Home CryptocurrencyAltcoin Singapore’s central bank explains why Binance was on its alert list but FTX was not

Singapore’s central bank explains why Binance was on its alert list but FTX was not

by SuperiorInvest

Monetary Authority of Singapore (MAS), the country’s central bank, released statement on Nov. 21 that addresses “some of the questions and misconceptions that have arisen in the wake of the FTX.com (FTX) debacle.” The agency explained its

The first point that MAS wanted to emphasize was that it cannot protect local users from the fallout from FTX’s collapse “such as securing their assets or ensuring that FTX covers its assets with reserves” because “FTX is not licensed by MAS and operates offshore. MAS constantly warns of the dangers of dealing with unregulated entities.”

Yet it was Binance that ended up on the MAS Investor Alert List. This was because Binance, unlike FTX, actively targeted users in Singapore with Singapore dollar offerings and payment options through local broadcasters. MAS noted that it received “several” complaints about Binance between January and August 2021.

MAS forced Binance to stop requiring Singaporean users and take several measures to demonstrate compliance, such as geo-blocking local IP addresses. Binance also referred the country’s commercial department to investigate whether the exchange violated the Payment Services Act. However, Singaporean users were able to access FTX services.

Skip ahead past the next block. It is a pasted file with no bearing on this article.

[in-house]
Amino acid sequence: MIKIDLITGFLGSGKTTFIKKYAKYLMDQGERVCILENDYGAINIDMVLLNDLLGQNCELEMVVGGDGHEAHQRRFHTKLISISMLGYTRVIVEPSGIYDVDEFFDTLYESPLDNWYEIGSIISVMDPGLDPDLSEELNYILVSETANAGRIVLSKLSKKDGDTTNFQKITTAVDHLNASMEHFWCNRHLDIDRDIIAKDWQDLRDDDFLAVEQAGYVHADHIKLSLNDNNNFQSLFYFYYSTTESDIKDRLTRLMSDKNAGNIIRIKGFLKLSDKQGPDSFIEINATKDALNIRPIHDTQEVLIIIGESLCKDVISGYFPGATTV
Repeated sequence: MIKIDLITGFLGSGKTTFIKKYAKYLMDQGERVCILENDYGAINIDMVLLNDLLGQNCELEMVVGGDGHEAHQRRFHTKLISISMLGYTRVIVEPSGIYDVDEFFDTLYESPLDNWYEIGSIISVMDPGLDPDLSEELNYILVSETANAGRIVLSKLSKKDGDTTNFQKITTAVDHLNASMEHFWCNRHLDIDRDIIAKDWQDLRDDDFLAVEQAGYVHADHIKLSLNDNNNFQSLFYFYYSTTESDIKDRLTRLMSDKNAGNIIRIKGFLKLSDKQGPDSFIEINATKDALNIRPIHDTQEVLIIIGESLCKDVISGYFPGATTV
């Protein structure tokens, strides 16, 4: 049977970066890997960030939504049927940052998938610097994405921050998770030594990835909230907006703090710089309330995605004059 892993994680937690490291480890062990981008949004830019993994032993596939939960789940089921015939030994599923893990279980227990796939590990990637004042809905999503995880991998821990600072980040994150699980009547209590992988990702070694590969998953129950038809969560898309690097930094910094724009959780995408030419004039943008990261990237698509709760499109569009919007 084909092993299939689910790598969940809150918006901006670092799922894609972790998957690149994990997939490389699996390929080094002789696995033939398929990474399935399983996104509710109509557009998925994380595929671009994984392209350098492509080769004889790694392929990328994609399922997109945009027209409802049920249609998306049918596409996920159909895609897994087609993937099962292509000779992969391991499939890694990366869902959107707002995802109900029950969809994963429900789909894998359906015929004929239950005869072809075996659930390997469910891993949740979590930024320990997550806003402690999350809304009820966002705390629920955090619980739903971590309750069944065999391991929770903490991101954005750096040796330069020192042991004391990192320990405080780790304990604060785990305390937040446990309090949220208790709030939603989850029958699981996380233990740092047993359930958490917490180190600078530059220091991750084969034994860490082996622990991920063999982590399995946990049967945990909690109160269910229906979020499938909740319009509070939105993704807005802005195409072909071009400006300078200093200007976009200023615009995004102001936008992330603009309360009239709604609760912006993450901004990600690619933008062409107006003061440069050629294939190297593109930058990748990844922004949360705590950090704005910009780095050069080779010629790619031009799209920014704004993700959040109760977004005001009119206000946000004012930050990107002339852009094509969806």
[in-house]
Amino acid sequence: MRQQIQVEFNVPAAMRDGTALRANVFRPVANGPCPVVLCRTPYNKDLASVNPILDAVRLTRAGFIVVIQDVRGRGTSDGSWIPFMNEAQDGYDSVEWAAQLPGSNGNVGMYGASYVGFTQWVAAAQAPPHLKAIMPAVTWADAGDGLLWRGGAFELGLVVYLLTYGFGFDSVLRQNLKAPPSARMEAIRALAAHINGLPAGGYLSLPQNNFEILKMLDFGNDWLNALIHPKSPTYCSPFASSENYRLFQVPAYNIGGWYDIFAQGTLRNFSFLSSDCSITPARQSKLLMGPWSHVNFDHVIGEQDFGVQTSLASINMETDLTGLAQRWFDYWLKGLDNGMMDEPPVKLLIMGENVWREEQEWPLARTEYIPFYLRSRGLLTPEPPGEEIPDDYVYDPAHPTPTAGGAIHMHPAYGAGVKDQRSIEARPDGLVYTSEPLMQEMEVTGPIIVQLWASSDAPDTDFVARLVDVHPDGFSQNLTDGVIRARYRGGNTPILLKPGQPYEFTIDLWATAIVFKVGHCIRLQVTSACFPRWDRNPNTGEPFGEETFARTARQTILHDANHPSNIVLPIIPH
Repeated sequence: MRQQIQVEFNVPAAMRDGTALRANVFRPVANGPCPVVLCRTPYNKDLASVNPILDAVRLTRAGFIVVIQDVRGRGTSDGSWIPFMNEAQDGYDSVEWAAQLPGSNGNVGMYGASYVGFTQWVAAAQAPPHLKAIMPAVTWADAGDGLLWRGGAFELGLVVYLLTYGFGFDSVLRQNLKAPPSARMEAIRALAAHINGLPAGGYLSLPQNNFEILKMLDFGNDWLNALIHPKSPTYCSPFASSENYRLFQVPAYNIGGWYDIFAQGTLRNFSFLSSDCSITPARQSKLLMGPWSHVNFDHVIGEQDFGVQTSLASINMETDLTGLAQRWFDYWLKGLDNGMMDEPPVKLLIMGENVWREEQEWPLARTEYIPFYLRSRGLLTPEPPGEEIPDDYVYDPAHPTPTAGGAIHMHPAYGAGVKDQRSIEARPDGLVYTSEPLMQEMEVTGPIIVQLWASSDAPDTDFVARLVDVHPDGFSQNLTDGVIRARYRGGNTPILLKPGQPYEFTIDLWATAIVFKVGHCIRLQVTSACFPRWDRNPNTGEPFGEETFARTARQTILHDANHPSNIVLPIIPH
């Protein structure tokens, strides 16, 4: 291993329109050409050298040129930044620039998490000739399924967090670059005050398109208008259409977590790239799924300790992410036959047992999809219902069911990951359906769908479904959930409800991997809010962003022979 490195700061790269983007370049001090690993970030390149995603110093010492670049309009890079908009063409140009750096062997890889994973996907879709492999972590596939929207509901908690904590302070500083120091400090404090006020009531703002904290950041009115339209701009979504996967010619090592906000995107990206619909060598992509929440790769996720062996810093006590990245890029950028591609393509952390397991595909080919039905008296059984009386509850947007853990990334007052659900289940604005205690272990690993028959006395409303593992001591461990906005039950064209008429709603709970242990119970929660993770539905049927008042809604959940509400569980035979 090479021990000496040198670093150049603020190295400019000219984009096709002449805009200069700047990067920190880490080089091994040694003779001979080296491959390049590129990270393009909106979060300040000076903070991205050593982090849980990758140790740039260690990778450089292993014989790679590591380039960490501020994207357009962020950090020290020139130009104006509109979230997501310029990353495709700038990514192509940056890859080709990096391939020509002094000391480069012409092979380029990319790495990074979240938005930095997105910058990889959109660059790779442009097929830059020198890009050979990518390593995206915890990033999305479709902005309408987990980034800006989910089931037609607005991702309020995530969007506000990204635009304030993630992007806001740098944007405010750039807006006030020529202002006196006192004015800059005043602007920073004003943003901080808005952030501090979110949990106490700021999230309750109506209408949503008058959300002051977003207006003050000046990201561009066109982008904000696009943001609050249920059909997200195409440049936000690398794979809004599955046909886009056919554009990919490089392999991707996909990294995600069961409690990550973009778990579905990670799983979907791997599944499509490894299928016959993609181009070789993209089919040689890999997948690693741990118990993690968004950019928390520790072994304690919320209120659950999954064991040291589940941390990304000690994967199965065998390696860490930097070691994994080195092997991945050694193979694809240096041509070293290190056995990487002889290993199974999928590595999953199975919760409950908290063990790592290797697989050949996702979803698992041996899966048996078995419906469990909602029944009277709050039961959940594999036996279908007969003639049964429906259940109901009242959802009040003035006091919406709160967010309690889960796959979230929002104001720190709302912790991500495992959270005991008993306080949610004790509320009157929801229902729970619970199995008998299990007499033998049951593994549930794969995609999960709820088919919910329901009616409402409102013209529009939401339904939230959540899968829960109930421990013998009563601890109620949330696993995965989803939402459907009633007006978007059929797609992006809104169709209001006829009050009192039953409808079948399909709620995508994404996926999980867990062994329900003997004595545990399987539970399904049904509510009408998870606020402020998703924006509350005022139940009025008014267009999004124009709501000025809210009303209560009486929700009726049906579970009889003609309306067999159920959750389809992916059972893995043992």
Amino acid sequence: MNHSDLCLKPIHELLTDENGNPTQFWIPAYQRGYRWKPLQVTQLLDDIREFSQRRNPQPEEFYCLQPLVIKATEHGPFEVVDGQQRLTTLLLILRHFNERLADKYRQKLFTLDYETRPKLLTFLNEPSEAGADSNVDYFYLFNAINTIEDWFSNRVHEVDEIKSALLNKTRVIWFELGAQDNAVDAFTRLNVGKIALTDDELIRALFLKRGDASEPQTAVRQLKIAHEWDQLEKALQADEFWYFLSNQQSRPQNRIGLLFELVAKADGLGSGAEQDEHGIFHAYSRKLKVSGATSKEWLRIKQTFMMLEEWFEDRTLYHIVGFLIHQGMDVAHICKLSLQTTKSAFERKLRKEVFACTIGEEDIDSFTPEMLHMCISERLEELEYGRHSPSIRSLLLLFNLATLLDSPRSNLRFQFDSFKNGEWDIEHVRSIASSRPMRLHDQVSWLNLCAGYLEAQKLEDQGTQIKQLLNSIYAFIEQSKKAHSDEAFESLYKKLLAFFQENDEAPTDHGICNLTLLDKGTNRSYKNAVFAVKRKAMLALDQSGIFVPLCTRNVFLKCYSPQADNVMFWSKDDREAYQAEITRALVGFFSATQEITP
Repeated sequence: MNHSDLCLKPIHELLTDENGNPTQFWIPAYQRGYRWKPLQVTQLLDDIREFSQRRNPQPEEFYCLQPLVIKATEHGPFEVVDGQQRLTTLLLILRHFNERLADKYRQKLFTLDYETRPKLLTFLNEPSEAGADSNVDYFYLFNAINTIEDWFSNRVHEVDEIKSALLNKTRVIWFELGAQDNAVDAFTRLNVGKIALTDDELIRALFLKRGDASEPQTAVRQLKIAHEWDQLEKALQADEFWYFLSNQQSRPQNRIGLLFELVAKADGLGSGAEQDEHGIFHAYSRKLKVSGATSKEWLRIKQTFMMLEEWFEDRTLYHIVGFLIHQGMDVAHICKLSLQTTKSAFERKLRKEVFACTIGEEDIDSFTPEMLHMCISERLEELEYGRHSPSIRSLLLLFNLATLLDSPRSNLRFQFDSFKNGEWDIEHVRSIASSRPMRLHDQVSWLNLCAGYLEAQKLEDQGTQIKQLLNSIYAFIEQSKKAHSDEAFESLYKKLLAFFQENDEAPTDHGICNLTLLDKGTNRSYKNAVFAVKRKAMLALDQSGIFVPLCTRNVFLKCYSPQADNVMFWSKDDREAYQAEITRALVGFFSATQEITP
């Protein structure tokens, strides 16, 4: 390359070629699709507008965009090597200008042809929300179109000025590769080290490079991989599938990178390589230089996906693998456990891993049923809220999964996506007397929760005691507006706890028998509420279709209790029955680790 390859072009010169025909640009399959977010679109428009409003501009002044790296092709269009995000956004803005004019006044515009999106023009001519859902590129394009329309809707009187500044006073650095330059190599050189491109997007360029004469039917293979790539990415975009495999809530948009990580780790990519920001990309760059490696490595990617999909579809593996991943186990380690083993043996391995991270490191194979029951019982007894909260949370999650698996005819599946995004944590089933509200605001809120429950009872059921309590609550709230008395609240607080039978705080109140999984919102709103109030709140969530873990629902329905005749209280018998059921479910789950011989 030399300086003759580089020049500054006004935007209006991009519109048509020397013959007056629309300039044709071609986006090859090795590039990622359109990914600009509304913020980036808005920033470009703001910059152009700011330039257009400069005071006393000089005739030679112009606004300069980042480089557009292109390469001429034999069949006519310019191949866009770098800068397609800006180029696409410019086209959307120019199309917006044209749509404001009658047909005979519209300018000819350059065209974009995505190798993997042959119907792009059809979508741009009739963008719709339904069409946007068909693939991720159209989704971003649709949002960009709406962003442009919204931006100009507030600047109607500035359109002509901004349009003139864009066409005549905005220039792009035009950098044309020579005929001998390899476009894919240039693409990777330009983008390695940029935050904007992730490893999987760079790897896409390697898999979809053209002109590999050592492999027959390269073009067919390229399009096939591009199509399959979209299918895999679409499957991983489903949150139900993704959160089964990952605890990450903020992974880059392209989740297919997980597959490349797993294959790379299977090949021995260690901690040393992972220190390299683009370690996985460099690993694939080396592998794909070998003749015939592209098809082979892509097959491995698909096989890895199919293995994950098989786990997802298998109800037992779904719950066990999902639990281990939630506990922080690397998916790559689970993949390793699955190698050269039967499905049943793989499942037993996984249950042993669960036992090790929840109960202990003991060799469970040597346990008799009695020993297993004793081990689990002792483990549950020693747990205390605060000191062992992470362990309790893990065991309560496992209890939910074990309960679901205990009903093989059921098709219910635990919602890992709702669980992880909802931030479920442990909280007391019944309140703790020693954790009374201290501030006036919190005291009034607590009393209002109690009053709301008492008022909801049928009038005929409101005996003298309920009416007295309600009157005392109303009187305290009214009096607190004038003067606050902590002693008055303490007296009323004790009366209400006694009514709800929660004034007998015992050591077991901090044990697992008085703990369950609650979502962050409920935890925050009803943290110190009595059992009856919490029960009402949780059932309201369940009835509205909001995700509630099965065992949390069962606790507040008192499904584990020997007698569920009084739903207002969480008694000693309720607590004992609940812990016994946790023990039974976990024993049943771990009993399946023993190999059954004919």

Related: MAS distrusts retail crypto investments and considers further regulation

The purpose of the Investor Alert List, the MAS explained, is to “warn the public against entities that may be misperceived as regulated by the MAS, particularly those soliciting Singaporean customers for financial business without the required MAS license.” This does not mean that the list should include all “hundreds” of crypto exchanges worldwide, according to MAS. “It is not possible to list them all and no regulatory body in the world has done so,” it said.

The MAS further warned extensively about the volatility of cryptoassets, admitting:

“Even if a crypto exchange were licensed in Singapore, it would currently only be regulated to address money laundering risks, not to protect investors. This is similar to the approach currently used in most jurisdictions.”

MAS released however, a consultation document on consumer protection for cryptocurrency users in October.

State investment firm Temasek issued a statement on November 19 saying yes performed eight months of due diligence to FTX in 2021 without any issues being revealed. Singapore police have issued a warning about phishing sites trying to capitalize on the confusion surrounding the collapse of FTX.

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